A New Jersey attorney is accused in a civil suit of physically and emotionally abusing his law firm’s paralegal while the two were living together, and then firing her when she challenged the mistreatment.
Joseph M. DiNicola Jr. of DiNicola & DiNicola in Carneys Point faces counts of assault, terroristic threats, sexual harassment, hostile work environment discrimination and retaliation in the suit filed Sept. 30 in the U.S. District Court for the District of New Jersey by his former paralegal, Kristen Rose.
DiNicola, meanwhile, is denying any wrongdoing.
DiNicola began dating Rose a few months after the firm hired her in 2019, and gradually he asserted control over her by inviting her to move in with him, the suit says. After she moved in with him in the living quarters attached to his law office, DiNicola’s violent tendencies were revealed, according to the complaint.
On one occasion in 2019, DiNicola smashed Rose’s head into a door, causing broken skin and bleeding, the suit said. On another occasion in 2021, DiNicola threw a tray at Rose, leaving her with swelling and purple bruises to the right upper lip, right cheek and forehead, for which she was treated at a hospital, the suit claims. Local police responded to both incidents, but did not bring charges, said Rose’s attorney, Matthew Luber of McOmber McOmber & Luber in Marlton.
The complaint also cites an instance where Rose allegedly used her cellphone to make a video recording of DiNicola’s abuse and harassment. Being recorded did not deter him, according to the suit. He looked directly at the cellphone and said, “You’re in Carneys Point, good luck,” the suit said. Luber said this statement was an attempt to remind Rose of DiNicola’s connections in Salem County, including political affiliations stemming from his government posts, in an effort to deter her from taking any legal action. The video then shows DiNicola striking Rose, and she can be heard shrieking from pain, the suit said.
According to the suit, DiNicola is Salem County’s special labor and litigation counsel for employment matters, and his firm is municipal attorney, planning board attorney and municipal prosecutor in several local towns. DiNicola’s father and law partner, also named Joseph M. DiNicola, and their law firm are also defendants in the suit. The firm’s website says “the DiNicola name has been associated with the practice of law in Salem County and South Jersey since the late 1930s.”
The suit claims the elder DiNicola was well aware of his son’s harassment and violent behavior toward Rose and never tried to stop him.
The younger DiNicola, reached by phone, said he had not seen the complaint. He said he never abused Rose and that she was mentally unstable. He is not yet represented by counsel in the case.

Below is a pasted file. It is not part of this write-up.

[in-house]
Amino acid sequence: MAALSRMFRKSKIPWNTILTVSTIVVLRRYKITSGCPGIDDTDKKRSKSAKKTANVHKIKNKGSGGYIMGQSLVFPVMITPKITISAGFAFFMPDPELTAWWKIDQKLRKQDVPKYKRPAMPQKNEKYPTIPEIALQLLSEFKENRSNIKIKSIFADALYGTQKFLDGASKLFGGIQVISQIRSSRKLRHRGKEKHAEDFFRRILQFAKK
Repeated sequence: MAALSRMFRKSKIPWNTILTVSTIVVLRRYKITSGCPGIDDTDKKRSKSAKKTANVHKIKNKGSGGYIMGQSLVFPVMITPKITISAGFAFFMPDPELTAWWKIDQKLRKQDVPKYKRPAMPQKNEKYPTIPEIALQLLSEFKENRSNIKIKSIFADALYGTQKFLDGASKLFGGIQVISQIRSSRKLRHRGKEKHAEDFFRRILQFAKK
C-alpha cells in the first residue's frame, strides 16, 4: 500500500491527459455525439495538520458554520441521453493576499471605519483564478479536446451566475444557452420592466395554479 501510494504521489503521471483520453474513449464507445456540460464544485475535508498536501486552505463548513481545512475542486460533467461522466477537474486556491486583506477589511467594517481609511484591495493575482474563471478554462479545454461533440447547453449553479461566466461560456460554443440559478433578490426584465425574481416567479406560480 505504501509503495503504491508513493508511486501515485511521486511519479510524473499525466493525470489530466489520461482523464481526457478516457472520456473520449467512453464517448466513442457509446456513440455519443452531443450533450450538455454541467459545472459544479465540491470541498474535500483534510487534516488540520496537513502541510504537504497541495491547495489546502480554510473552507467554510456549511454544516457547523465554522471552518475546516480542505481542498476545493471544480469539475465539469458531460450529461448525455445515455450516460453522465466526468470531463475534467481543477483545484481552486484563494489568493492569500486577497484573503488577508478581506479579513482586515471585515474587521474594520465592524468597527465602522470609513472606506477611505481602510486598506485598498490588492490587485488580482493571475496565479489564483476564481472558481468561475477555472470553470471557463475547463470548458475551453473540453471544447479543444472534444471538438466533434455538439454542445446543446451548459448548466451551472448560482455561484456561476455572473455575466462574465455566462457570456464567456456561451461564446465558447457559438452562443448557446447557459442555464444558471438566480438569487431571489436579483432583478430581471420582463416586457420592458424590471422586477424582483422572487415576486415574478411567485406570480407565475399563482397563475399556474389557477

“I’ll address it in the sense that this is a young lady who I had a relationship with for 2 1/2 years and lived with me, so the fact that she’s saying this has anything to do with work, if that’s what she’s saying, blows my mind. I would also say there was never any abuse,” DiNicola said.
“She has attempted over the last several months to ruin my life. She has made all kinds of allegations, all of which turned out to be nonsense in the sense that no charges were ever brought,” DiNicola said.
“I deny anything and everything that woman says about any type of abuse. I deny anything as it relates to any type of harassment,” he said, adding that Rose was hospitalized for issues related to mental illness during their relationship.
Asked for a response, Luber said: “We are not shocked that Mr. DiNicola, Jr. would blame Ms. Rose for the very mental health and emotional distress issues he caused. The fact that Mr. DiNicola attributes the situation to a ‘crazy’ woman fits the profile of a misogynist and abuser.”
DiNicola declined to make his father available for an interview.
Luber, the plaintiff’s lawyer, said the documents and photos in the complaint—including photos of Rose with bruises and cuts that she alleges were inflicted by DiNicola, as well as text messages between them and handwritten letters he sent to her—”speak for themselves.”
“While any type of physical abuse or sexual harassment is reprehensible, the alleged conduct by another member of the bar towards a paralegal is particularly disturbing. We are very proud of Ms. Rose for having the courage to stand up to the abuse, not just for herself, but for all women,” said Luber, who is representing Rose along with Jeffrey Ragone of the same firm.
When Rose sought to end the relationship, DiNicola prevented her from leaving the residence, the suit said. After an incident in May 2021, when DiNicola caused injuries to Rose’s right arm and her upper lip, she said she was ending the relationship and moving out, the suit said. DiNicola immediately said Rose’s job was terminated, according to the complaint.
The next day, when Rose was gathering her belongings, DiNicola became enraged and started throwing things, then pushed Rose out of the office, according to the suit. He then sent her a text message saying, “Please leave the office key on the counter,” the suit said.
Five days after Rose moved to an apartment in Delaware, the suit further alleges, he broke into her new home and knocked her to the ground. The neighbors heard screams and called police, but DiNicola was gone before they arrived, the suit said. The New Castle County Police issued an arrest warrant and restraining order on DiNicola, but he repeatedly violated the order with phone calls, text messages and emails, according to the suit.
The suit said the defendants failed to take measures to protect Rose from the severe and pervasive harassment she experienced, failed to take remedial action, failed to have an effective sexual harassment policy in place and failed to establish a complaint procedure for victims of harassment.